Bruce Baugh discusses the music of his high school days and includes this bold challenge:
I daresay that few of you reading this know about Daniel Amos, a band of Southern California evangelical Christians.
To which I must respond with
Alarma! Somebody’s lying
Alarma! Somebody’s dying
Alarma! Somebody’s turning away, somebody’s turning away
Not only have I heard of Daniel Amos, I slipped them into the automation system at WREK. In high school before I had my anti-epiphany that led to a life of apostasy, I was a churchy boy. Daniel Amos was in the camp of Christian bands that were approved for blasting from boom boxes that also didn’t suck. There weren’t too many of these. The Resurrection Band, a group that sounded like AC/DC with Jesus in them, was the only other one that springs to mind. I still listen to my Alarma album now and then.
To do the same thing as Bruce, here are some of my picks from the high school era. It’s hard not to revise history and give yourself the stuff you wished you were cool enough to have been listening to back then like Television and Patti Smith. In truth, it was well into college before I discovered any of that (and things filter slowly into western Kansas anyway.)
Albums that Bruce cites that I also had in heavy rotation: Kansas, Point of No Return as well as Leftoverture and Audio Visions. Hey, we were in Kansas, you know. Fleetwood Mac, Rumours. Police, Ghost in the Machine and all ones earlier, me being partial to Outlandos D’Amour. Rush, Hemispheres and Permanent Waves but mostly Moving Pictures, mean mean pride that we had.
Bruce kind of dismissed Queen, but I was big into all of it. Mostly the albums of the time Flash Gordon, Hot Spaces, Jazz. In retrospect, I prefer the trilogy of Day at the Races, Night at the Opera, and News of the World most of all, but I listened to all of it I could get my hands on.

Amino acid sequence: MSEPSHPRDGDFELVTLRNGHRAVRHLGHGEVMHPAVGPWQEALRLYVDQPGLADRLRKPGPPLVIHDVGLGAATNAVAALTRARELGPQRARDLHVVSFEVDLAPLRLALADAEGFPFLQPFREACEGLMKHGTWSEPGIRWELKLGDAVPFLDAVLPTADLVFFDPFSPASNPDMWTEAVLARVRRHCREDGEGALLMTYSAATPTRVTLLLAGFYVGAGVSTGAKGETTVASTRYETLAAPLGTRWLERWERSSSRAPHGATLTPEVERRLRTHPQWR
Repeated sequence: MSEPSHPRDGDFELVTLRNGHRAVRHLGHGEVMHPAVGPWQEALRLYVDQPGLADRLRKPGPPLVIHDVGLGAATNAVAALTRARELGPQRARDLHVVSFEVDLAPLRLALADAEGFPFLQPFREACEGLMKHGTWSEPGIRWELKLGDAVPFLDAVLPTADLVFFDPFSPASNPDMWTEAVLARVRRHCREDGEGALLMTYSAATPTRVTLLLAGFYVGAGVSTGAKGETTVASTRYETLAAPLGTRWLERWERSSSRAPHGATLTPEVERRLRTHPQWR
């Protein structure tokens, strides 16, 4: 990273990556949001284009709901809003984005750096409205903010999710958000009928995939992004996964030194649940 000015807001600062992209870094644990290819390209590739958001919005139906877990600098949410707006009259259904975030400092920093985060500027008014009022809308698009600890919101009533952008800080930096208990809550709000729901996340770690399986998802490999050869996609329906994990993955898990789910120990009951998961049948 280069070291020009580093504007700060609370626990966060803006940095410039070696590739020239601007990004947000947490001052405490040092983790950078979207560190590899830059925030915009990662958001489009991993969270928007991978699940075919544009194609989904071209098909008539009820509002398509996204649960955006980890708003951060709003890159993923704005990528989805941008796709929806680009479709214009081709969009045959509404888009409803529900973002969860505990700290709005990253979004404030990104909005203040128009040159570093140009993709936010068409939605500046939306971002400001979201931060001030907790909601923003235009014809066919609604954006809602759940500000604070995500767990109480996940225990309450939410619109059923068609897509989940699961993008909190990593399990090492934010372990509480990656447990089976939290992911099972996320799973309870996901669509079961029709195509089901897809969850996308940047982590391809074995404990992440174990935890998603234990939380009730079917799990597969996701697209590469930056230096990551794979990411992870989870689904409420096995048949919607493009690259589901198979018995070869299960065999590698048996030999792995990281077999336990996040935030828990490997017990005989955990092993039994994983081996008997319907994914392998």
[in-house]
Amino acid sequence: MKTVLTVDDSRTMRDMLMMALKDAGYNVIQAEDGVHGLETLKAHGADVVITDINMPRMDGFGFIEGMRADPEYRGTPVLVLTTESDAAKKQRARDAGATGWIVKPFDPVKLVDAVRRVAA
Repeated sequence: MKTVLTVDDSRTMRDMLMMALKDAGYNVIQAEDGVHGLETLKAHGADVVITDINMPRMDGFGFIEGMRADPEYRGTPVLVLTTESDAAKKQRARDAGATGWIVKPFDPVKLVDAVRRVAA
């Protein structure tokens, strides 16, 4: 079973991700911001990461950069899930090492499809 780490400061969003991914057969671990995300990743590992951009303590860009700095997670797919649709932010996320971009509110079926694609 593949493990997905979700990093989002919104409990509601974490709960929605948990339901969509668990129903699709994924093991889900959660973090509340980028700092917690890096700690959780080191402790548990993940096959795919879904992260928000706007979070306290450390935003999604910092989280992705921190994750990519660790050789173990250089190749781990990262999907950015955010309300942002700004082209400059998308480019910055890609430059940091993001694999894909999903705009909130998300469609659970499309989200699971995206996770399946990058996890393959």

Wings, Venus and Mars. Until my later teens, I listened to this more than any individual Beatles album. Later, I became completely and totally a Beatles geek, but at the time I couldn’t get enough of “Rock Show”, “Spirits of Ancient Egypt”, and “Magneto and Titanium Man”.
Styx, Paradise Theater, Cornerstone, and Pieces of Eight. What else is there to say? Like many, I followed along until Kilroy Was Here which put me off their music forever.
Abba, you name it. I went to a show of the Suzie French Connection, mostly Atlanta band Gentle Readers with a few guests and playing all 70’s covers. Although I hadn’t heard it in years, I was able to sing almost ever word to “Waterloo” and moreover I had a great time singing it. I’m not dying to reclaim those times, but jumping around the basement singing “Mama Mia” kept many of us sane out on the prairie.
Michael Jackson, Thriller and Prince, 1999. This is when it all started getting funky. It took a long time for the white bread haven of Norton KS to negrify, but once the boogie arrived we got up and shook our honky asses.
ELO, New World Order, Out of the Blue and Discovery. I still get chills every time I hear the vaguely apocolypic “Do Ya”.
This is fun. There must be dozens of albums I missed. Once I moved to Georgia, my tastes definitely rappified towards Kurtis Blow, Ready For the World, Whodini, Fat Boys and Run DMC, but those were at the very end of high school and not quite as formative as the rest of this.